Ok, I'm being silly. But, hey, I did take Logic 101 at University. If p then q.
Reply With Quote
  #9  
Old October 19th, 2011, 12:48 PM
dashn'us's Avatar
dashn'us dashn'us is offline
Member
 
Join Date: Oct 2010
Location: St.Catharines, ON
Posts: 81
We live in an eight story apartment building on the 6th floor. Although our dog and most of the dogs in here are smaller breeds, there are some husky's and lab's that I see walking around. We make sure Dash goes out for some walks a few times a day and we try to go to the off-leash dog park as often as we can. I agree with all the previous posts. It's all about exercise and stimulation for the little guys
Reply With Quote
  #10  
Old October 19th, 2011, 01:49 PM
breeze's Avatar
breeze breeze is offline
Half Way To Crazy
 
Join Date: Jan 2007
Posts: 10,716
Quote:
Originally Posted by marko View Post
+1 - 100% agree.

The only additional points i have to make is that...
1 - the temperature of the apartment might make a difference to a samoyed. We all know hot air rises so if there isn't any AC, your Samoyed may be very warm at certain times of the year. If this is the case, then a house with a basement would be better imo for dogs that love the cold.
I have to disagree with this one, both my dogs (actually all my dogs) love the cold, and even though in the winter the house is warm for us humans or in the summer where the house is still very hot and humid my dogs never go down into the basement where it's cooler.
__________________
Have a heart that never hardens, and a temper that never tires, and a touch that never hurts."
Reply With Quote
  #11  
Old October 19th, 2011, 03:16 PM
marko's Avatar
marko marko is offline
Administrator - Pet lover
 
Join Date: Mar 2001
Location: Montreal Quebec Canada
Posts: 11,010
You are of course free to disagree Breeze

But I try to word things carefully when I post.

In this case I basically said a Samoyed might possibly be warm in a warm apartment.

Just because your Non Samoyed doogers (gorgeous doogers btw) don't get warm does not negate the possibility that some Samoyeds may get warm.

Am I still offbase? If am please feel free to slap me upside the head
__________________
Please tactfully EDUCATE or IGNORE posters you don't agree with.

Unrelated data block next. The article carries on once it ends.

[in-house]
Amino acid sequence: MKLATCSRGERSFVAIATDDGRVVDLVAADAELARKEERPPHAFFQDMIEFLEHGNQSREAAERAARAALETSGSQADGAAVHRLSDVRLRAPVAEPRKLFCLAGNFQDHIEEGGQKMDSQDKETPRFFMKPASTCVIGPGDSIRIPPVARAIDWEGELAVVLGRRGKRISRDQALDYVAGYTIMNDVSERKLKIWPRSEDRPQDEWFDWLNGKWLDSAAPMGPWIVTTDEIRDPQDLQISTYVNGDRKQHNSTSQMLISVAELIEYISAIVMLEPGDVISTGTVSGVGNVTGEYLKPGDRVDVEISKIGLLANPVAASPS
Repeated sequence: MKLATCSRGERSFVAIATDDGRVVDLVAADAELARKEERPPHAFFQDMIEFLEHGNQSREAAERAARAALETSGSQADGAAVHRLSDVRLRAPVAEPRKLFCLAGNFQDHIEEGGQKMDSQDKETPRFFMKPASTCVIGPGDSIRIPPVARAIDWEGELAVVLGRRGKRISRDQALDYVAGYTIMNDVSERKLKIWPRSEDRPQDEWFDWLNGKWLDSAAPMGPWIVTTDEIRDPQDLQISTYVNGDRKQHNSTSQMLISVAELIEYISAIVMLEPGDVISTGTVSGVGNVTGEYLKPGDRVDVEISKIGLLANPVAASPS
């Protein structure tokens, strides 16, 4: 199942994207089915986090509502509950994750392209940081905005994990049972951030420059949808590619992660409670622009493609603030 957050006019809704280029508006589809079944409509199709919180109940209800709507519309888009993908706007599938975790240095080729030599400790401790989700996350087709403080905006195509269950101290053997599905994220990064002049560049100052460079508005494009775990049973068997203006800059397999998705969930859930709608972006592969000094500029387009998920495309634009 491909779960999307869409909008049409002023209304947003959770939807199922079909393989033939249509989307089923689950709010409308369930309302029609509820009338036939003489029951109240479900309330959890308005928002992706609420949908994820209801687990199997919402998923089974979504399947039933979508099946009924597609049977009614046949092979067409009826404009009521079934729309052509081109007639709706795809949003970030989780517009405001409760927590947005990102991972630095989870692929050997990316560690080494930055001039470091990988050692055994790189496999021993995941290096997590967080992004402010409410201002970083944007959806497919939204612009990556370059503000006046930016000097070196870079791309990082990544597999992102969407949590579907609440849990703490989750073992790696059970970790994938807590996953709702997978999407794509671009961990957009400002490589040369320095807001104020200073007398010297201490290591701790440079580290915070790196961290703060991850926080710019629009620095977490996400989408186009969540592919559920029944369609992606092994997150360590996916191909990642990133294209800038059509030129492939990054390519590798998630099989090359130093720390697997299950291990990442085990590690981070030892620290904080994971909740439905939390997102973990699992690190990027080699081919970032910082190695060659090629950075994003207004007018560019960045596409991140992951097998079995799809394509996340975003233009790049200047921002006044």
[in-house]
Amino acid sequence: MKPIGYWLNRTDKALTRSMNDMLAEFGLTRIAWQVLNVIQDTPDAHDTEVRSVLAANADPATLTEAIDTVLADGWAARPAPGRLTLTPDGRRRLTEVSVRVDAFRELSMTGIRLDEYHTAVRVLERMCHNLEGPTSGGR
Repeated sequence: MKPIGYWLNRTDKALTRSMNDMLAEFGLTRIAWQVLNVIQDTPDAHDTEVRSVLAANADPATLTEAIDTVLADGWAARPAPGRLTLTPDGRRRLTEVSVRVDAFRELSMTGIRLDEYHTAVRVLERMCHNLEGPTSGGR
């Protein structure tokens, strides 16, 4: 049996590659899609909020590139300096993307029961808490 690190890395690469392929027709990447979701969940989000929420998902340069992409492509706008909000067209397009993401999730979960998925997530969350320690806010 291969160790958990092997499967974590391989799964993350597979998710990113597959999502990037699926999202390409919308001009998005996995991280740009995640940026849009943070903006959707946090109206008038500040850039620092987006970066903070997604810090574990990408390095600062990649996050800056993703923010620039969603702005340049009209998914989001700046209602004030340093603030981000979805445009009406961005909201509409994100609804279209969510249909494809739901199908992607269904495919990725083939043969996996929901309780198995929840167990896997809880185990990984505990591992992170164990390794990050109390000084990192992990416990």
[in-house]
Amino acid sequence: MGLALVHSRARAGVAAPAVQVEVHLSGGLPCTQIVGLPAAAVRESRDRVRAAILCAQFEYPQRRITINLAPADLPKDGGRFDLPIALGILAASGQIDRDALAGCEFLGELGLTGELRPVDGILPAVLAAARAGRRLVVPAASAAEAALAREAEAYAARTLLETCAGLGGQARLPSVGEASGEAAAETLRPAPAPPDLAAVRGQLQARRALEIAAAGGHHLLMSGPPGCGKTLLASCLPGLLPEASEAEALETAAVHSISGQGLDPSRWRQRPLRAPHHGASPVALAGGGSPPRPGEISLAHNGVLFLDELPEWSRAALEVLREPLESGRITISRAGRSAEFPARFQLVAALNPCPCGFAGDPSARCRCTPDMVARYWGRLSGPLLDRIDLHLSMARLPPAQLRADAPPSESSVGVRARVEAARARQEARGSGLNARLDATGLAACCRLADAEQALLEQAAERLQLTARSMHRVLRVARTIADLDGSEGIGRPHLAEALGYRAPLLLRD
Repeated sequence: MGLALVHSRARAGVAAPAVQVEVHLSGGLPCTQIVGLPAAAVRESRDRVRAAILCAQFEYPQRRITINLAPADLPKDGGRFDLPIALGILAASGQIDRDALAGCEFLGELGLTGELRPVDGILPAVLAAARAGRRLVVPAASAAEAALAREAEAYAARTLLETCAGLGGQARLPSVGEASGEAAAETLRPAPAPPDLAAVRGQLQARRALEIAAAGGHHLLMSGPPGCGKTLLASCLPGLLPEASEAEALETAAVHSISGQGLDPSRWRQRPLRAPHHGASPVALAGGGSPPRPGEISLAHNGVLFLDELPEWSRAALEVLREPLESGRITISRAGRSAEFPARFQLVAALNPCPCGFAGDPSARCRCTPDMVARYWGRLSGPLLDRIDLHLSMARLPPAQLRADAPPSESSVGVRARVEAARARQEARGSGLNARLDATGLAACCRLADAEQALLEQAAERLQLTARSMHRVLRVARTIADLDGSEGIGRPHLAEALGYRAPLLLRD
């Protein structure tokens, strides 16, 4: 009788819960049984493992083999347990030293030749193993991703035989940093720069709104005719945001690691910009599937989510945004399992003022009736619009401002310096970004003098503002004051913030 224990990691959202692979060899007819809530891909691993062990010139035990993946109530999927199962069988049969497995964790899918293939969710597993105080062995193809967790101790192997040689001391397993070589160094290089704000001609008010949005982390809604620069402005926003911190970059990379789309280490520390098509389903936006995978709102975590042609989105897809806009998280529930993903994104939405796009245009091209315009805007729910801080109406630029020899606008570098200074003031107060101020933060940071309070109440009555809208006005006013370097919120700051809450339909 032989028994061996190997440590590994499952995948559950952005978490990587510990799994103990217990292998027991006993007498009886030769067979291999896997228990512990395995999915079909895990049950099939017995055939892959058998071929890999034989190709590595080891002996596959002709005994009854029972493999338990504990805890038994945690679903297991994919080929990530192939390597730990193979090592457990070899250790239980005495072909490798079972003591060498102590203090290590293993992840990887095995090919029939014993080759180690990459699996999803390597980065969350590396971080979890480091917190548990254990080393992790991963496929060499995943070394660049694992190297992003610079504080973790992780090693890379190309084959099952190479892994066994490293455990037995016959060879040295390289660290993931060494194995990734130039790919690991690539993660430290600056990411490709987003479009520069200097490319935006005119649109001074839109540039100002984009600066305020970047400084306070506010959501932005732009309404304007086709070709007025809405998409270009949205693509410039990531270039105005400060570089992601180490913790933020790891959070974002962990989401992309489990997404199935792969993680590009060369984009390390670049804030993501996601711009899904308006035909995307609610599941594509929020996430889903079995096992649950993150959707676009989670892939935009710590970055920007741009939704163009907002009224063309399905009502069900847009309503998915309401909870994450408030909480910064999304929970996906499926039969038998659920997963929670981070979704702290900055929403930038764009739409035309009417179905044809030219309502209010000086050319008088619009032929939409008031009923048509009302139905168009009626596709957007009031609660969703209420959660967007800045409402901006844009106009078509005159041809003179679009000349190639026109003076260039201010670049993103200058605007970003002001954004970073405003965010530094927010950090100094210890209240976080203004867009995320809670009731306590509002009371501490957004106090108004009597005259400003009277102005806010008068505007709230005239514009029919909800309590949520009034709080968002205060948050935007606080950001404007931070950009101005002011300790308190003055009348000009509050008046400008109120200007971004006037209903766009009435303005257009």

Please PM me & Include URLs and post #'s for any issues and it's my pleasure to help.
I'm firm - but fair. Mind the Rules and enjoy your stay.
Newcomers FAQ - How do I post on this BB?
Pet facebook group
Check out the Pet podcast
Follow me on Twitter
Reply With Quote
  #12  
Old October 19th, 2011, 03:29 PM
breeze's Avatar
breeze breeze is offline
Half Way To Crazy
 
Join Date: Jan 2007
Posts: 10,716
Marko, mine DO get very very warm, in summer and in the winter..

I had a husky and she never used the basement even in the summer when we didn't have A/C.. she just got use to the environment she would shed a lot more I found in the summer though..

but you are right "SOME" dogs may find the heat unbearable

and marko I never slap upside the head
__________________
Have a heart that never hardens, and a temper that never tires, and a touch that never hurts."
Reply With Quote
  #13  
Old October 19th, 2011, 04:36 PM
breeze's Avatar
breeze breeze is offline
Half Way To Crazy
 
Join Date: Jan 2007
Posts: 10,716
All in all,
I would look at the space, before getting a big dog for an apartment
__________________
Have a heart that never hardens, and a temper that never tires, and a touch that never hurts."
Reply With Quote
  #14  
Old October 19th, 2011, 06:15 PM
Myka's Avatar
Myka Myka is offline
Senior Member
 
Join Date: Jan 2008
Location: Saskatoon, SK.
Posts: 913
Personally, I don't think big dogs belong in apartments. The reason I would be against recommending it is that there will be days that are too hot, too cold, or too miserable to spend much time outdoors and your dog will still want to get some exercise. I had an 85lb Pit Bull/Boxer cross in a 1000 sq ft condo for a couple years. She was 22" at the shoulder (she's in my avatar too). She was a couch potato, but was always easy to "get going" even when she was 11 years old! I found the limited space of the condo made it difficult to do simple things like throw a ball. I personally think that a treadmill is definitely a strong recommendation for any dog in an apartment, but especially for a large dog (no matter their activity level). I also think that no matter how good a person's intentions are when they get their new dog that very few people will have the same time and exercise commitment to their dog after a few years as they did in the first year.

There are some breeds of dogs that are small/med that have "big dog" personalities, so maybe you could be happy with one of these smaller dogs. At the very least, consider adopting a dog that is at least 3-4 years old so that you can skip the energentic puppy stage. A puppy in confined space? Probably not the best idea.
__________________
Roxy - Feb 2005 - 75 lb American Staffordshire Bull Terrier (adopted Jul 2011)
Peewee - Jan 2006 - 8 lb Chihuahua (adopted May 2009)
--------------------
Myka - Nov 1998 to Jan 2010 - 85 lb American Pit Bull Terrier cross
Lacy - Sept 1992 to July 2003 - 18 lb Reg Shetland Sheepdog
Reply With Quote
  #15  
Old October 19th, 2011, 07:00 PM
cell cell is offline
Senior Member
 
Join Date: Oct 2008
Location: Montreal, QC